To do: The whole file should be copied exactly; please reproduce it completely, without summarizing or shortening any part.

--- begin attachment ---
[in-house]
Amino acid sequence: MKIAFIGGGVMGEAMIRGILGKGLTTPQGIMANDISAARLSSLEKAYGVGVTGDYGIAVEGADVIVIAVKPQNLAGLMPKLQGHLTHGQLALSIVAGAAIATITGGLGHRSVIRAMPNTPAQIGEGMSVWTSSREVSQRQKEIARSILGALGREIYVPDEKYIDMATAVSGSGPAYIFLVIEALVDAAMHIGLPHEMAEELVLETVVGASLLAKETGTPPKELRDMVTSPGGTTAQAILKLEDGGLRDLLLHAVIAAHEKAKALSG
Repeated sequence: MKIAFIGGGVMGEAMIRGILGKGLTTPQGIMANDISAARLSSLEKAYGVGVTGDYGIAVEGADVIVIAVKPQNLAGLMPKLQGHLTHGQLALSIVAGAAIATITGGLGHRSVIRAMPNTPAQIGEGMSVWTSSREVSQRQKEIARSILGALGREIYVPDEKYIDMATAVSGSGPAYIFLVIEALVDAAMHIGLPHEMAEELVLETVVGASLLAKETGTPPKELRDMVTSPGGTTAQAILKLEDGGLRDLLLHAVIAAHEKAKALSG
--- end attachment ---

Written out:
[in-house]
Amino acid sequence: MKIAFIGGGVMGEAMIRGILGKGLTTPQGIMANDISAARLSSLEKAYGVGVTGDYGIAVEGADVIVIAVKPQNLAGLMPKLQGHLTHGQLALSIVAGAAIATITGGLGHRSVIRAMPNTPAQIGEGMSVWTSSREVSQRQKEIARSILGALGREIYVPDEKYIDMATAVSGSGPAYIFLVIEALVDAAMHIGLPHEMAEELVLETVVGASLLAKETGTPPKELRDMVTSPGGTTAQAILKLEDGGLRDLLLHAVIAAHEKAKALSG
Repeated sequence: MKIAFIGGGVMGEAMIRGILGKGLTTPQGIMANDISAARLSSLEKAYGVGVTGDYGIAVEGADVIVIAVKPQNLAGLMPKLQGHLTHGQLALSIVAGAAIATITGGLGHRSVIRAMPNTPAQIGEGMSVWTSSREVSQRQKEIARSILGALGREIYVPDEKYIDMATAVSGSGPAYIFLVIEALVDAAMHIGLPHEMAEELVLETVVGASLLAKETGTPPKELRDMVTSPGGTTAQAILKLEDGGLRDLLLHAVIAAHEKAKALSG